Day after day, the news seems filled with stories of disruptive credit markets, an economy teetering on recession, and increasing energy costs. As business professionals grapple with such issues daily, why would commercial real estate professionals consider the
time and effort to “go green”?
Historically, green initiatives suffered in part from stereotypical “tree-hugger” false perceptions. Such perceptions may lead people to believe that green investments simply aren’t worth it.
The truth? The real focus has always been the efficient use of resources and adhering to established best practices for operational efficiency.
In other industries like manufacturing, a commitment to efficiency appears in the form of programs such as Six Sigma, lean manufacturing or ISO certifications.
In the commercial building realm, a green-focused efficient building represents a high-performance facility. Far from a fuzzy commitment to a social cause, going green means adopting a structured management plan to reduce operating costs and limit the facility’s environmental impact.
Today, new commercial construction
often begins with the upfront goal of achieving LEED, or Leadership in Energy and Environmental Design, certification. New construction aside, there exist thousands of commercial buildings that can generate significant energy savings and reduce environmental impact without any capital outlays. According to the Environmental Protection Agency’s Energy Star Program, the average existing commercial office building in America wastes approximately 29 percent of the energy consumed. So how can building operators in central Indiana start saving money and stop wasting energy?
Consider these five pillars for a successful green building management program:
The idea here is to implement no-cost and low-cost measures and establish a benchmarking system (such as Energy Star) that constantly monitors energy consumption. According to the EPA, Energy Star-rated buildings consume 35-percent less energy than traditional buildings.
Given that energy usage typically represents the second-highest building operating expense, energy savings produces an immediate payback.
Still not ready to go green? Consider that the Indiana Utility Regulatory Commission projects that central Indiana electric rates will increase approximately 20 percent between 2008 and 2012. Using simple cost-saving measures such as retro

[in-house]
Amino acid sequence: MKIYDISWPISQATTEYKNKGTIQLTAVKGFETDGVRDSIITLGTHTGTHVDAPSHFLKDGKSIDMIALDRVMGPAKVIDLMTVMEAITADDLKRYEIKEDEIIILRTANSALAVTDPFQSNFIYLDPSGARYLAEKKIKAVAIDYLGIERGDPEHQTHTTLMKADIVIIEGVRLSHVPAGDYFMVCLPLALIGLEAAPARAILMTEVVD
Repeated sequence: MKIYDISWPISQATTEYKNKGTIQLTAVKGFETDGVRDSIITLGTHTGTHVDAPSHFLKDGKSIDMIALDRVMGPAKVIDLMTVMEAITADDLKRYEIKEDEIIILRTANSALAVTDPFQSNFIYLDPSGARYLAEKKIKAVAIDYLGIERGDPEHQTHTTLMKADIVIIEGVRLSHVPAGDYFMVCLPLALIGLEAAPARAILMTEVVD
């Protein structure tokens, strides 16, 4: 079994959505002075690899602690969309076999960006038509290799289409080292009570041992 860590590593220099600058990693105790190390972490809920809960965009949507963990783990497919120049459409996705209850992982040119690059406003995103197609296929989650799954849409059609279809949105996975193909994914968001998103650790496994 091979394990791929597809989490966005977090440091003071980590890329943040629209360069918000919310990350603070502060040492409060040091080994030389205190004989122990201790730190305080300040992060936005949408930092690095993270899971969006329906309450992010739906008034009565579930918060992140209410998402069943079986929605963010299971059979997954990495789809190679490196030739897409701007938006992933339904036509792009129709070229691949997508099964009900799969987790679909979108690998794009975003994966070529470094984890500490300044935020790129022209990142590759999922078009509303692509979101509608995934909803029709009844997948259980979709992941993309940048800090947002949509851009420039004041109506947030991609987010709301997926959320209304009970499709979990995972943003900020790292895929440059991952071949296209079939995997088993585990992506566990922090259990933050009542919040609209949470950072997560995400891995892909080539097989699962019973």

fitting existing lighting, installation of motion sensors, adjusting equipment controls, operating equipment as it was designed, and occupant education in turning off lights and equipment, helps reduce the EPA-estimated 29-percent energy waste. And that saves real cash.
Waste stream management
The three R’s of recycling-reduce, reuse and recycle-represent both common good sense and a necessary part of any effective green building program. Consider the fact that the summer of 2007 saw record or near-record prices for many metals due to the ever-increasing global demand for limited resources. Cost savings attained in the recycling of batteries, light ballasts, paper, cardboard, lamps, pallets, steel framing, and other materials should offset traditional disposal costs.
Green building materials
Because of skyrocketing costs associated with limited natural resources, more products than ever are being produced with recycled content. By employing strategic supply-chain partnerships, the costs for green products are the same as or only a bit more than traditional materials.
Education and training
This represents perhaps the most important attribute of a successful green building operation. Many government or not-forprofit resources exist to help small groups
implement sustainability initiatives. You can’t effectively go green if you don’t know how. For maximum success, provide targeted training to service partners, suppliers, tenants, owners, staff and others associated with your operations.
Related to the above is the need to communicate and communicate well. At present, “going green” may represent a high abstraction and something that is not easily understood. Communicate progress on sustainability initiatives and share resources freely so others can buy in and establish their own sustainability program no matter how small the scale.
Green building practices are here to stay and here are a few of the reasons why:
Increased property values through reduced expenses,
Lower lease costs adding major value over a typical three- to five-year lease,
Increased employee productivity, and
Reduced greenhouse gas emissions, and less material waste.
Commercial real estate managers are working hard to add value for their owners, reduce energy use, create more pleasing environments for building occupants, and reduce the impact on the environment. Seize the advantages and go green.
Stefanski manages major real estate assets for the Indianapolis office of CB Richard Ellis.Views reflected here are the writer’s.